I would not want to see the electricity bill for one hour of Times Square’s non-stop variety show. But it is, happily and in every sense, all on the town.
An early breakfast at the Utopia diner on West 72nd was followed by a walk up that street, passing the Mayflower, where my friend Ray Davies has a place next door to the Dakota, the chez of Paul Simon, Rosemary’s Baby, Yoko Ono and the late, great John Winston Lennon. The place is under wraps, having a good clean-up. I would not want to see the service charges for living there either.
The Imagine mosaic in Strawberry Fields then offers a glorious and meaningful entrance to a walk in Central Park on any sunny morning or afternoon, even if the taxman has taken all your dough.
Alice Cooper was right on time at the studio, making it over from the Warwick, having played the night before at the Barclays Arena in Brooklyn.
I had rented a few hours at Avatar on West 52nd to record two vocals with him for the rock symphonic remake of the Pink Floyd album Wish You Were Here, which I have produced at Abbey Road with the London Orion Orchestra, Dave Fowler and Steve Mac, the guitarists from Australian Pink Floyd, and Rick Wakeman on the Steinway.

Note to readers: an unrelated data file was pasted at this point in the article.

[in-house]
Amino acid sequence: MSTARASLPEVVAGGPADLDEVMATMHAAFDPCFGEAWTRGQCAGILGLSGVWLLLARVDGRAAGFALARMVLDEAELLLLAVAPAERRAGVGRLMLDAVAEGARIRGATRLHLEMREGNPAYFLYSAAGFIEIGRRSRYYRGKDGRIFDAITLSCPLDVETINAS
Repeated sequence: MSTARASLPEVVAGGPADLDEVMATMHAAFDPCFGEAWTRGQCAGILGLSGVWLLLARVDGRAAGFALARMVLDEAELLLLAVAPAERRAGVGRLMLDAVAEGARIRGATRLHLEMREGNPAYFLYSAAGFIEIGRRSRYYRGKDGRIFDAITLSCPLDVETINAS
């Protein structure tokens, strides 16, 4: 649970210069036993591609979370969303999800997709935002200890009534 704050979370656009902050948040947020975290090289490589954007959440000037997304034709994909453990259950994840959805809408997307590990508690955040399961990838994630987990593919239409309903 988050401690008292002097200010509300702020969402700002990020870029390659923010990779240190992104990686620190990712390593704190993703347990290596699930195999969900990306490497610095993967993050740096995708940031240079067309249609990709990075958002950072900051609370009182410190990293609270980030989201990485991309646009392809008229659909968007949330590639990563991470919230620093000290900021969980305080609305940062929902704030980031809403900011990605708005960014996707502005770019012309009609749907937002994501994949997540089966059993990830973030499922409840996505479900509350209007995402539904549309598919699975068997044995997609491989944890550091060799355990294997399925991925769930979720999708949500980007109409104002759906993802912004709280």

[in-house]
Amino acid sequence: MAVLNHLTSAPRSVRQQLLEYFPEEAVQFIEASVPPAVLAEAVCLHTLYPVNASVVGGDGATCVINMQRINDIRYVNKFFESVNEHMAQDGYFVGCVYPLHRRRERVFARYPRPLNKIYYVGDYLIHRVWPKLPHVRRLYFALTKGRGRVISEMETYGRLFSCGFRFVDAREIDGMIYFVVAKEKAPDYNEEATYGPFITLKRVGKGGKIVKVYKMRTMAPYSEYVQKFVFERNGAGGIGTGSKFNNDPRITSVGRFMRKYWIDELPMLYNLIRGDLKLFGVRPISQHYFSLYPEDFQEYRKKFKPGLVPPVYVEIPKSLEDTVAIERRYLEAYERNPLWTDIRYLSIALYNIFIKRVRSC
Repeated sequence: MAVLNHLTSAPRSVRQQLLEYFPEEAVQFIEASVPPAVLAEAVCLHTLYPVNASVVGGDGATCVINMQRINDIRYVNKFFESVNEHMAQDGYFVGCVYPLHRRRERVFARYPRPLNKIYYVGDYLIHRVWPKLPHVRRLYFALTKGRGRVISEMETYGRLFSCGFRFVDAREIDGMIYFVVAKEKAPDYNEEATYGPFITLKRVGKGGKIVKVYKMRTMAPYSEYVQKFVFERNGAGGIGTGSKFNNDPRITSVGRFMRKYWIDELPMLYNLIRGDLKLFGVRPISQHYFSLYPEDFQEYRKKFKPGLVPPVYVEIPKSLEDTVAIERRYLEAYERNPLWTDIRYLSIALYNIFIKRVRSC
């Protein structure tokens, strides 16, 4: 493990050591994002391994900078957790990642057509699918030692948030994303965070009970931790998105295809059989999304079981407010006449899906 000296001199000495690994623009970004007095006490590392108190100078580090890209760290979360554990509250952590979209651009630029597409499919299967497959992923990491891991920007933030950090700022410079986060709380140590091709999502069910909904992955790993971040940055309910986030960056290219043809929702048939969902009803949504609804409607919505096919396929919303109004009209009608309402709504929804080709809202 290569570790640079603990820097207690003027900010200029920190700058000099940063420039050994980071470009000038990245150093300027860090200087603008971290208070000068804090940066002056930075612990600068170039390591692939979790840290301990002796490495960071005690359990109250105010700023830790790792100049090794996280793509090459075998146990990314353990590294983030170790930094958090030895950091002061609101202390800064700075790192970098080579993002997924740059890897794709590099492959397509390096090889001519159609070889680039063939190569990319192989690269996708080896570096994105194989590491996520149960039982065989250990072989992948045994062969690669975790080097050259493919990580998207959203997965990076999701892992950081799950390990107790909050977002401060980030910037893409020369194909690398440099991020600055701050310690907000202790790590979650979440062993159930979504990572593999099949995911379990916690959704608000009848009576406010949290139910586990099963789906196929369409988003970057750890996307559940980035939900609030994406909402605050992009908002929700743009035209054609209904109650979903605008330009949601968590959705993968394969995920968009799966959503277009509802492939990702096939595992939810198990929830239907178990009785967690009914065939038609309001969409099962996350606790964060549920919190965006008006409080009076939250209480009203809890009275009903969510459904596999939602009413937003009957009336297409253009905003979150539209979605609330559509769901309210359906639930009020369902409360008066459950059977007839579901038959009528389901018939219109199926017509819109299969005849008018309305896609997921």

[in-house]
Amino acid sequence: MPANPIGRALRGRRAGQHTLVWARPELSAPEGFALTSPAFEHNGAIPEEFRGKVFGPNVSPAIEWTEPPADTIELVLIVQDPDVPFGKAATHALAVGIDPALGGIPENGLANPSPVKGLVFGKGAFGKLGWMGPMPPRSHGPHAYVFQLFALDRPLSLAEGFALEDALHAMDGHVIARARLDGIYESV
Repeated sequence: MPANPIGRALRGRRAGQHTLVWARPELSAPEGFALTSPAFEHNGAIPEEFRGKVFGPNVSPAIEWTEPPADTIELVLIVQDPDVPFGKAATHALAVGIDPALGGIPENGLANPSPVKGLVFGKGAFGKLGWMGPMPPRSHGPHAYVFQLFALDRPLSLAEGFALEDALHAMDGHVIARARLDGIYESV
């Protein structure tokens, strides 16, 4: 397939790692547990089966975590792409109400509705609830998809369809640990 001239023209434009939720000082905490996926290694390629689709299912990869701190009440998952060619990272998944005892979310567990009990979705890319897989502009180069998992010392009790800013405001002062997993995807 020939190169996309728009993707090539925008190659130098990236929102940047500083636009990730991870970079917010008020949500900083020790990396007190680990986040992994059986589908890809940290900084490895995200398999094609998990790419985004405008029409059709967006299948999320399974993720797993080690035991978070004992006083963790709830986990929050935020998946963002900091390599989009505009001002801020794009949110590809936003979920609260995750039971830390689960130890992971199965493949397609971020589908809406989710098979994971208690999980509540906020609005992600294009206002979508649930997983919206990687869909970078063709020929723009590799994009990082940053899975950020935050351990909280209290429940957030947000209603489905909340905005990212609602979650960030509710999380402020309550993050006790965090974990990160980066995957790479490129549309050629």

Alice quickly reminded me that he had trounced me at golf in Sao Paulo. That was the last time that we had seen each other. Alice is a scratch player. I reminded him that the third hole had been mine. We both knew that he had gifted it.
After two hours we had the vocal on Welcome To The Machine completed. Alice warmed up well and was happy with me as record producer. The South American arena tour had seen me as tour director and concert promoter.
We took a break to discuss the start of the PGA major at Whistling Straits in Wisconsin and of our separate times working with Paul McCartney.
I learned from Alice that his buddy, Phil Mickelson, never practises and that Alice once lived next door to our mutual friend Frank Zappa on Woodrow Wilson Drive in the Hollywood Hills. It took 20 minutes for our man to impressively rattle off the vocal on the song Wish You Were Here. Then Alice departed, on time for a Fox TV special and an arena show in Philadelphia.
I decided that a visit to my favourite Manhattan bar would be in order that evening, simply to wind down, you understand.
After a meal at Empire Sushi near the Lincoln Center, we headed for the landmark Dublin House Tap Room on 79th and Broadway. It was as welcoming as ever.
The golf was showing over the bar (Jason Day was making a charge) and the Guinness and Jameson were standing on it, charged to a tab.